PwC embraces digital for 2015 Annual Report
Nicola Sinclair on PwC’s drive towards digital in the corporate annual report.
Black text, A4, glossy paper, endless pages. This is the familiar format of the corporate annual report. As digital tools continue to transform the business landscape, it’s perhaps hard to believe that our approach to corporate reporting has changed little in a couple of centuries.
However, the latest Annual Report and Accounts 2015 from PwC is a radical departure, presented in a format the company hails as ‘groundbreaking’.
“This is a first in the reporting world. It's very experimental and designed to encourage others to think more creatively about ways of presenting corporate reporting,” said Margaret Cassidy, PwC’s Director, Reputation and Regulation.
The PwC Annual Report 2015 is presented on a dedicated website. Content is divided across seven click-through screens covering the year in review, governance, services, people, clients, corporate impact and financial statements.
There is virtually no text: each section of the Report opens with a short summary, while the ‘meat’ of the information is presented in engaging videos, concise infographics and quirky animations. Social media icons encourage instant sharing, while files are also available in more traditional formats, such as pdfs and transcripts.
Why the change?
Writing on PwC’s blog page, Gilly Lord, Head of Regulatory Affairs, said: “Reporting needs to evolve to become useful for investors, employees, suppliers and many others. Exciting new digital techniques should be part of that evolution.”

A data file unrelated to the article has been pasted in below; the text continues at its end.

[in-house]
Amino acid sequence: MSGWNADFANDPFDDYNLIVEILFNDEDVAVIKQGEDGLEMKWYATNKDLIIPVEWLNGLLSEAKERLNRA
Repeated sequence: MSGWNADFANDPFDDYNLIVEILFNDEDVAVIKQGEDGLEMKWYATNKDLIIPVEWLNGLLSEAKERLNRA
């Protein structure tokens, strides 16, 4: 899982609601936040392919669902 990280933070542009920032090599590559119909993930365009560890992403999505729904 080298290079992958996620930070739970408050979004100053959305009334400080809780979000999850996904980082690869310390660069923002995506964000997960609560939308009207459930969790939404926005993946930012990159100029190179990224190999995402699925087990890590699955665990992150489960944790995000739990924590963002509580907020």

PwC believes that the new format:
- Allows users to navigate straight to the areas of most interest to them
- Presents key information in an engaging and accessible format
- Encourages content to be better utilised and shared
- Reflects PwC’s values as a forward-thinking organisation
The shape of things to come?
It depends. Gilly makes the interesting point that for large listed companies, this kind of reporting would actually be illegal. She argues that filing rules for Companies House – which specifies paper documents, posted, A4, white paper, black print – should have been left in 1844. As a limited liability partnership, PwC isn’t bound by such strict guidelines
Gilly said: “In order to allow the experimentation required to evolve corporate reporting, these rules need to be updated for the 21st Century.”
It remains to be seen how other businesses and organisations will embrace digital technology in their annual reports but the drive towards digital appears to be picking up with many companies going for print and digital options to meet obligations and reach their respective audiences.